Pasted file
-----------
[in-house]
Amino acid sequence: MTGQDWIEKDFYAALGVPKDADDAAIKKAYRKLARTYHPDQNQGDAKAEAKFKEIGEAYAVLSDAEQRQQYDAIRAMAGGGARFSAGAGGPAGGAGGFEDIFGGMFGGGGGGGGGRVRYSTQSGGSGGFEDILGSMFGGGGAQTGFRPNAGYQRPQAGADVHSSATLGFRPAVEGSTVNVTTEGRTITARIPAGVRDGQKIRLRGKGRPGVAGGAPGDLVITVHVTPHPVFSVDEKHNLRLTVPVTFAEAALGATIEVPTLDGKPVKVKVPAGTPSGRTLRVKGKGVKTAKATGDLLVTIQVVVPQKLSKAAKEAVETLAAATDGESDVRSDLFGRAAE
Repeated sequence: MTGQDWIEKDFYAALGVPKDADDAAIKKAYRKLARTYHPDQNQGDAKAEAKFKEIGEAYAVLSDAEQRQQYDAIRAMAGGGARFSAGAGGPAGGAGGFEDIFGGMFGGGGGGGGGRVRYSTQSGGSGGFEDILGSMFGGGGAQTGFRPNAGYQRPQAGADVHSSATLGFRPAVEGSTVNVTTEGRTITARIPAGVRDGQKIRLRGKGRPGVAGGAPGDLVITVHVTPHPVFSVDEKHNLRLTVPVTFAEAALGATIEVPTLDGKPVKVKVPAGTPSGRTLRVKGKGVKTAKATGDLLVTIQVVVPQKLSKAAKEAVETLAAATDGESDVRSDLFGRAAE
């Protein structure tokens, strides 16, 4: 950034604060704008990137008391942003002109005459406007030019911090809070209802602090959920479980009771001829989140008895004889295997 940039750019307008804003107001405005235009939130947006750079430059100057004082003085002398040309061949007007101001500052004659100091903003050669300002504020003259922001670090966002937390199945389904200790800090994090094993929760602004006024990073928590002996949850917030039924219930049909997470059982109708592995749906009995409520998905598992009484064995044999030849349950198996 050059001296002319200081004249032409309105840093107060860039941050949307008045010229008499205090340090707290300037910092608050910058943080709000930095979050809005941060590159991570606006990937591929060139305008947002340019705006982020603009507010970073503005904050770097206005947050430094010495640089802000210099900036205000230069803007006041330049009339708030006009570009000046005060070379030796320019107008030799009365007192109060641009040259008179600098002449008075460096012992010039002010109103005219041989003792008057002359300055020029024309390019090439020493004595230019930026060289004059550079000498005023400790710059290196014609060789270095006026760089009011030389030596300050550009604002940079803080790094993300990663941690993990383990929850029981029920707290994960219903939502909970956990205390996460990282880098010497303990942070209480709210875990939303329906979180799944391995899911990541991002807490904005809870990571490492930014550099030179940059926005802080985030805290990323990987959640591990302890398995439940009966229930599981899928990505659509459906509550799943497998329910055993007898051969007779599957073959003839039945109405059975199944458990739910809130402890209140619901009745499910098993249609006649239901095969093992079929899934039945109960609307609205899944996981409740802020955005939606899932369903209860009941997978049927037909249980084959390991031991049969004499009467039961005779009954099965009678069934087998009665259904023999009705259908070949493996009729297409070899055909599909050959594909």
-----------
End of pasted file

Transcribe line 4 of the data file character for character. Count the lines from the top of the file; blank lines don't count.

């Protein structure tokens, strides 16, 4: 950034604060704008990137008391942003002109005459406007030019911090809070209802602090959920479980009771001829989140008895004889295997 940039750019307008804003107001405005235009939130947006750079430059100057004082003085002398040309061949007007101001500052004659100091903003050669300002504020003259922001670090966002937390199945389904200790800090994090094993929760602004006024990073928590002996949850917030039924219930049909997470059982109708592995749906009995409520998905598992009484064995044999030849349950198996 050059001296002319200081004249032409309105840093107060860039941050949307008045010229008499205090340090707290300037910092608050910058943080709000930095979050809005941060590159991570606006990937591929060139305008947002340019705006982020603009507010970073503005904050770097206005947050430094010495640089802000210099900036205000230069803007006041330049009339708030006009570009000046005060070379030796320019107008030799009365007192109060641009040259008179600098002449008075460096012992010039002010109103005219041989003792008057002359300055020029024309390019090439020493004595230019930026060289004059550079000498005023400790710059290196014609060789270095006026760089009011030389030596300050550009604002940079803080790094993300990663941690993990383990929850029981029920707290994960219903939502909970956990205390996460990282880098010497303990942070209480709210875990939303329906979180799944391995899911990541991002807490904005809870990571490492930014550099030179940059926005802080985030805290990323990987959640591990302890398995439940009966229930599981899928990505659509459906509550799943497998329910055993007898051969007779599957073959003839039945109405059975199944458990739910809130402890209140619901009745499910098993249609006649239901095969093992079929899934039945109960609307609205899944996981409740802020955005939606899932369903209860009941997978049927037909249980084959390991031991049969004499009467039961005779009954099965009678069934087998009665259904023999009705259908070949493996009729297409070899055909599909050959594909």